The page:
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|Figure 4: Follow up CT scan of the patient revealed recurrence of tumor 3 months after primary excision|
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| Discussion|| |
Lacrimal sac/nasolacrimal duct tumors can be of either epithelial or nonepithelial origin. The majority are epithelial and malignant. These include mostly squamous cell carcinoma, transitional cell carcinoma, adenoid cystic carcinoma, and adenocarcinoma. The patient was a case of squamous carcinoma of lacrimal sac with submandibular lymph node metastasis. Before our surgery, the possible diagnosis is expected. On the basis of the malignant tumor from lacrimal sac invading nasolacrimal duct, en bloc excision with the frontal process of the maxilla, lateral nasal wall, lacrimal fossa, ethmoids, and anterior part of the medial orbital wall is suggested. Intraoperative frozen section examination is a preferred adjuvant procedure. Postoperative, the radiotherapy is recommended. Nevertheless, the patient did not want extensive surgery to completely remove the tumor.
To meet the requirement of the patient, combination of navigation- and endoscope-assisted orbital surgery is a good option. The surgeon can see or “track” his instruments in relation to the patient's real anatomy and orientate them on the 3D animation shown on the computer screen. Thus, the patient can have maximal tumor removal without injuring the eyeball, extraocular muscles, and optic nerve.
In this case, we operated on the tumor as the patient requested for no facial scar or disfiguration. Nonetheless, a more complete surgery should include partial maxillectomy to remove the tumor within the nasolacrimal duct. Without removing the tumor within this bone-confined area, tumor can be expected to grow back soon after the surgery. Such result was shown in the follow-up CT scan 3 months after the diagnostic surgery.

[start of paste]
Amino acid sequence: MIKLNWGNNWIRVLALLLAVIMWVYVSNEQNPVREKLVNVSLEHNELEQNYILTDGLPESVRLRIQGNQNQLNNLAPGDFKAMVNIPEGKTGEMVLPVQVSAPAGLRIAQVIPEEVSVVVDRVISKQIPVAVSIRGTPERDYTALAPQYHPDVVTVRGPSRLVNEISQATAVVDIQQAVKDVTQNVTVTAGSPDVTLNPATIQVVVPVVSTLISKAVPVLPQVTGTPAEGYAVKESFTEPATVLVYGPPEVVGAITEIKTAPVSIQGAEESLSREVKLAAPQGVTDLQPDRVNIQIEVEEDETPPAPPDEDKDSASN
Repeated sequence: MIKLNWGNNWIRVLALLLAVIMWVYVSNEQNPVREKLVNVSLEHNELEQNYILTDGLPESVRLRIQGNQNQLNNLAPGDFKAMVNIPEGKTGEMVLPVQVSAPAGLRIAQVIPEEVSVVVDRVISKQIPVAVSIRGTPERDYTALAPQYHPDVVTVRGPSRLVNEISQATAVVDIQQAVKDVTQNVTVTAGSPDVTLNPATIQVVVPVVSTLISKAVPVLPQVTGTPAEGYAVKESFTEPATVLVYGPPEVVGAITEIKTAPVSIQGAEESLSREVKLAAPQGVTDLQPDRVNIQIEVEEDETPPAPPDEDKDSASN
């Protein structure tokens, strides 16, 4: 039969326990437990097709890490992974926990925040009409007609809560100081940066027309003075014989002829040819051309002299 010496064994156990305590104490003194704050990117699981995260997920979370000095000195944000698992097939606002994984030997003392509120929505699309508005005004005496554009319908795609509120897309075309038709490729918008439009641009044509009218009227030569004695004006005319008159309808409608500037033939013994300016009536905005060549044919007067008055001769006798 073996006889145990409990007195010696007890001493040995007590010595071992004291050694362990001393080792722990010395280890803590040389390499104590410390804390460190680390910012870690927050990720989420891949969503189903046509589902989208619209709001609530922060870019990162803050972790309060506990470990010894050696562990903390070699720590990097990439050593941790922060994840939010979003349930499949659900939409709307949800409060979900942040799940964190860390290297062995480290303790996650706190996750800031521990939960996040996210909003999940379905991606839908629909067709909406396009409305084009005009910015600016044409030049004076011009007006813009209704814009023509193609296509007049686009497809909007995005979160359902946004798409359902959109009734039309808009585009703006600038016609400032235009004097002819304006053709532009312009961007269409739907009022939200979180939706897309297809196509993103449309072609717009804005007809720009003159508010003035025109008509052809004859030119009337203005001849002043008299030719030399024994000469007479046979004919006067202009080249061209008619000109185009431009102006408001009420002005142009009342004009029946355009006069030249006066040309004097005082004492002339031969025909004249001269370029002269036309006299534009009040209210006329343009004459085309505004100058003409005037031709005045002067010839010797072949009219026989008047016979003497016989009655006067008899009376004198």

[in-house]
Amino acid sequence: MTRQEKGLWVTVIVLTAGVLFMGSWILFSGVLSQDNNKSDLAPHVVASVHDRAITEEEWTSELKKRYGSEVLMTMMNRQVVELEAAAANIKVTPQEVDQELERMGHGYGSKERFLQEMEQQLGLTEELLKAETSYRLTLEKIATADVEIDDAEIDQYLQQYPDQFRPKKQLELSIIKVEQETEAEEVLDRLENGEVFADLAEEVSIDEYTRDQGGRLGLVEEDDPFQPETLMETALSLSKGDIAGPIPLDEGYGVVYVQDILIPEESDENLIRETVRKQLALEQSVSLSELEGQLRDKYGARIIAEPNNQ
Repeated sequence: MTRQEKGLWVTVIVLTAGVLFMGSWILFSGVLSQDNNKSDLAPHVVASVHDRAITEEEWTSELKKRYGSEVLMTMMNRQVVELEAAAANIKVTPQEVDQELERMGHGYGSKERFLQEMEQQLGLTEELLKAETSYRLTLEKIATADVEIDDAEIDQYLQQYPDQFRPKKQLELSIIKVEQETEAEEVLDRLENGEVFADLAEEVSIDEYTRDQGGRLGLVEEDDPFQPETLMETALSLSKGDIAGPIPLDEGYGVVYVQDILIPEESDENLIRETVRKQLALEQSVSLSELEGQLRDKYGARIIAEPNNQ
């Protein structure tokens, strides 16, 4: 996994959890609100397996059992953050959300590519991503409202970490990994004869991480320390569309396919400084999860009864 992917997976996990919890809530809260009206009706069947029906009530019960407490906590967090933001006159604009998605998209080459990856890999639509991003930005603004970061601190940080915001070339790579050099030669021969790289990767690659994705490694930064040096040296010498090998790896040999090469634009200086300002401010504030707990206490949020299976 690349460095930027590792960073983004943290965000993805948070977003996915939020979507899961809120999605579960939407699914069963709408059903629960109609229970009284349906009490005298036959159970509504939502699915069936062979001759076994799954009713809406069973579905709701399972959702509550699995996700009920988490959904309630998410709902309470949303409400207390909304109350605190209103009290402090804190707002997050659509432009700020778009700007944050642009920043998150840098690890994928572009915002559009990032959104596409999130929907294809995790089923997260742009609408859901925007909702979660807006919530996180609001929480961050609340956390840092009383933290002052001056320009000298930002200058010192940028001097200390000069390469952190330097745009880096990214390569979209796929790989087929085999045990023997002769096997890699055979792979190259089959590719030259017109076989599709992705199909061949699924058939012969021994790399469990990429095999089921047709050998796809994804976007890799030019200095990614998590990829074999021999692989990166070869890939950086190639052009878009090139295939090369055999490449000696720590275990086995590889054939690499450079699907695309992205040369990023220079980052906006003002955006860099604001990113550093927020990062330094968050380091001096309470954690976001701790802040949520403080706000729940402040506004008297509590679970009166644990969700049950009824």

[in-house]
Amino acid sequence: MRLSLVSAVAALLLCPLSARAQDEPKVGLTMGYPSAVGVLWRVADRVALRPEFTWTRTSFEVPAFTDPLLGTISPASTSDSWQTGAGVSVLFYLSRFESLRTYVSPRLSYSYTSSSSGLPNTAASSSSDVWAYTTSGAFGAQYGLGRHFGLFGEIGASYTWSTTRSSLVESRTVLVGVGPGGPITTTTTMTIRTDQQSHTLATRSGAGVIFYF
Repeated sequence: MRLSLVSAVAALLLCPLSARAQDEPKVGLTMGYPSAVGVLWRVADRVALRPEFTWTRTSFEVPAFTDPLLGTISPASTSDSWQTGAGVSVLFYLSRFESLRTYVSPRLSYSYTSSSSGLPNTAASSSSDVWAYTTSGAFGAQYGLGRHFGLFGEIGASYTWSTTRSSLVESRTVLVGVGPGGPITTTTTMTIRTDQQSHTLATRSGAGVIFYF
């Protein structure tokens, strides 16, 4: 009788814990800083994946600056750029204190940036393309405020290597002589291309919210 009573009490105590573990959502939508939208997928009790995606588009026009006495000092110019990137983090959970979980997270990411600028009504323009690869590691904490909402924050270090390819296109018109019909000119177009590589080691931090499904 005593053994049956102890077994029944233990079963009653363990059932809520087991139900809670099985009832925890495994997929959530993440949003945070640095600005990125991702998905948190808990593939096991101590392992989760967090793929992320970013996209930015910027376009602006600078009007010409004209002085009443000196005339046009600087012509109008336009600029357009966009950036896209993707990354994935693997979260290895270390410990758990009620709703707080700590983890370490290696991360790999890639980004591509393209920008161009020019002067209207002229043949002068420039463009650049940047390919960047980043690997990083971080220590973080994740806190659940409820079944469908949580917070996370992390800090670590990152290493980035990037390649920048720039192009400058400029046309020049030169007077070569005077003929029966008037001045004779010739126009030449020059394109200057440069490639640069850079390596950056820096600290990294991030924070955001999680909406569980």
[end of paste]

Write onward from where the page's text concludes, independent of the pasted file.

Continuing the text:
The use of IGS for sinus surgery has a lower risk of major and total complications compared with non-IGS sinus surgery., Orbital surgery is approached with endoscope and a surgical route identical to sinus surgery. Both endoscopic sinus surgery and orbital surgery share similar benefits from IGS. This case of orbital tumor excision using endoscope and IGS navigation system is the first case by Taiwan ophthalmologists. In the near future, IGS navigation could be a handy assistant to all orbital surgeons in Taiwan.
We appreciated Miss Min-Chia Wu for arrangement of endoscope and navigation equipments. We also appreciated Kenny for technical support of the navigation.
Declaration of patient consent
The authors certify that they have obtained all appropriate patient consent forms. In the form the patient has given her consent for her images and other clinical information to be reported in the journal. The patient understands that name and initials will not be published and due efforts will be made to conceal her identity, but anonymity cannot be guaranteed.
Financial support and sponsorship
Conflicts of interest
The authors declare that there are no conflicts of interests of this paper.